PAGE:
“A Theory of Justice” and me

One of my post-election vows was to read A Theory of Justice by John Rawls.  I just wanted to commend myself on my good work in completing this task.  It only took me five months!  I have to say that it wasn’t easy.  The book is 514 pages worth of dense, arid political philosophy that I am ill-equipped to judge.  And yet…

I keep thinking about Rawls’s concept of the veil of ignorance:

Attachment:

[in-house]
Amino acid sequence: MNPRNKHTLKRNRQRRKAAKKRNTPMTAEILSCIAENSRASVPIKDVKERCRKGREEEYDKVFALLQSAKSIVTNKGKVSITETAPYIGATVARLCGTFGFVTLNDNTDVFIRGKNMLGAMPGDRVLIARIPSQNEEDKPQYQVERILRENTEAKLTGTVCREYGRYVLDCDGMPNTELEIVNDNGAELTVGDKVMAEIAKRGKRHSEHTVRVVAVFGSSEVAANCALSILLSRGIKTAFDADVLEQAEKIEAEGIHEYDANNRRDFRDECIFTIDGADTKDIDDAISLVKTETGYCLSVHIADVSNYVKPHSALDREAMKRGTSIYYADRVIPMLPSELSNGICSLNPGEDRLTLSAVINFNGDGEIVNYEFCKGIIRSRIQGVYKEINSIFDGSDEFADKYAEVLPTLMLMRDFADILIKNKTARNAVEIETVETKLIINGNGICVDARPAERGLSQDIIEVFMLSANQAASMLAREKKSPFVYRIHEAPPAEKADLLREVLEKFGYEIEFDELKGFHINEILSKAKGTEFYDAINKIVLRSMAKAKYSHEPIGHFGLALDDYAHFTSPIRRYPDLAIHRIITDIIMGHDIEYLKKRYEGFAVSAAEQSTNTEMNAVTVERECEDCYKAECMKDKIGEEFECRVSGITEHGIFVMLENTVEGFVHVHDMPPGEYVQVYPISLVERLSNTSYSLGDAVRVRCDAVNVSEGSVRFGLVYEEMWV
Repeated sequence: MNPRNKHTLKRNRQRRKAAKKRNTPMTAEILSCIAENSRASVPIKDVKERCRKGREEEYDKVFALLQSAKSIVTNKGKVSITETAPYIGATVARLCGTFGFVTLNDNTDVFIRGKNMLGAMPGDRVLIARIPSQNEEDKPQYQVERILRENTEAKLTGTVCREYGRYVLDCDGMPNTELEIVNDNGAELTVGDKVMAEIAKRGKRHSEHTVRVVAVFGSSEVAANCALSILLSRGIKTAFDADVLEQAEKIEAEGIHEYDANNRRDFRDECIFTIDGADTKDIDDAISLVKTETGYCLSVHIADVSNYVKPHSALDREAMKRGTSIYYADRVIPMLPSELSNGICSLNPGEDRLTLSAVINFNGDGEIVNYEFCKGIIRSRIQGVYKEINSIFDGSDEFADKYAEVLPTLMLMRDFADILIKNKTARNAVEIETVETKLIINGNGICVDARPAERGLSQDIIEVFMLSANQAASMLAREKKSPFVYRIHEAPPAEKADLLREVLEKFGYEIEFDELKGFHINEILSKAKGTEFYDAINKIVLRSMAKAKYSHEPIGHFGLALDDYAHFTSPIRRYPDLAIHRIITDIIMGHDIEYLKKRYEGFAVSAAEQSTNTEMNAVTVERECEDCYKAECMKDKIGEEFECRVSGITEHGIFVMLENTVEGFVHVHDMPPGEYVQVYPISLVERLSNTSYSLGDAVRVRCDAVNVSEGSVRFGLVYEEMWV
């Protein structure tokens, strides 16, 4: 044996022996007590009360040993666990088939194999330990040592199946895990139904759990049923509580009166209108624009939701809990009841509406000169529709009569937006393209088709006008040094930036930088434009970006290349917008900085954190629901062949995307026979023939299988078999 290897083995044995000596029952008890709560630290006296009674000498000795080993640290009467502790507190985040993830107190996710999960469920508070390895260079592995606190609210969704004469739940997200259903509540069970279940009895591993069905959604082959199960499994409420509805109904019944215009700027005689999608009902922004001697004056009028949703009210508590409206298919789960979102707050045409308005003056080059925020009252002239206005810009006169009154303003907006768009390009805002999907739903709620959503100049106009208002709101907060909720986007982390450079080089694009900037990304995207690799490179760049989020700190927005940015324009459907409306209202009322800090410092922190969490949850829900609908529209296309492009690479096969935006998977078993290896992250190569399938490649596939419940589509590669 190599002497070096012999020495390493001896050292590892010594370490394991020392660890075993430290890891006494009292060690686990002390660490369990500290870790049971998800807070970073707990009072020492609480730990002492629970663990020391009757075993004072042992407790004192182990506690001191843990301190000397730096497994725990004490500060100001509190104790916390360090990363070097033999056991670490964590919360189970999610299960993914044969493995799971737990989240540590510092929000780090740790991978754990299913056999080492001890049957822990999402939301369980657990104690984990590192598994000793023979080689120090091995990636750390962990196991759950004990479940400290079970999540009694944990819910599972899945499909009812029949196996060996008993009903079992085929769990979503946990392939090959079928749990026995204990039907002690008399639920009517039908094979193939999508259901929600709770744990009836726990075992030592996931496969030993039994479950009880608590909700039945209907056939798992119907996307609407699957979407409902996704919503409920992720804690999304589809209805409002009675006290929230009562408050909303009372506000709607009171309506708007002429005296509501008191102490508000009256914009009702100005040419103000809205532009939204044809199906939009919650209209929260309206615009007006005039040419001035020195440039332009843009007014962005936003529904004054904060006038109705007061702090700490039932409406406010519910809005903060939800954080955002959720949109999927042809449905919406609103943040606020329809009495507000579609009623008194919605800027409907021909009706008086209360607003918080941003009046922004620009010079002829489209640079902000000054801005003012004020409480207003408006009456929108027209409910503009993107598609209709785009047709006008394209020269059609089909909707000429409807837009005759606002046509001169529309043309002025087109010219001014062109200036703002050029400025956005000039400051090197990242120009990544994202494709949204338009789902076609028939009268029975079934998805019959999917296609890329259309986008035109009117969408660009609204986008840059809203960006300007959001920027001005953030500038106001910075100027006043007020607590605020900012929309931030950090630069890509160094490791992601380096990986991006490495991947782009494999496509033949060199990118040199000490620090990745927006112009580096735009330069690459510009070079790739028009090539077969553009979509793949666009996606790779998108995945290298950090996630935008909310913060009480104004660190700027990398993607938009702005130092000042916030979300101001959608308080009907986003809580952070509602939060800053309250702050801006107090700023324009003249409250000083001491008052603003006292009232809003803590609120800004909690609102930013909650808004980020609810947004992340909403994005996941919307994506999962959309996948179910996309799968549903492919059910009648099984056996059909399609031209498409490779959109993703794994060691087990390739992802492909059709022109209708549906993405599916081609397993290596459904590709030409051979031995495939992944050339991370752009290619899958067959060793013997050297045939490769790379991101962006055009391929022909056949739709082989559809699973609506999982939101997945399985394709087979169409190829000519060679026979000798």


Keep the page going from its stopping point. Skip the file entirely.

Imagine that you have set for yourself the task of developing a totally new social contract for today’s society. How could you do so fairly? Although you could never actually eliminate all of your personal biases and prejudices, you would need to take steps at least to minimize them. Rawls suggests that you imagine yourself in an original position behind a veil of ignorance. Behind this veil, you know nothing of yourself and your natural abilities, or your position in society. You know nothing of your sex, race, nationality, or individual tastes. Behind such a veil of ignorance all individuals are simply specified as rational, free, and morally equal beings. You do know that in the “real world”, however, there will be a wide variety in the natural distribution of natural assets and abilities, and that there will be differences of sex, race, and culture that will distinguish groups of people from each other.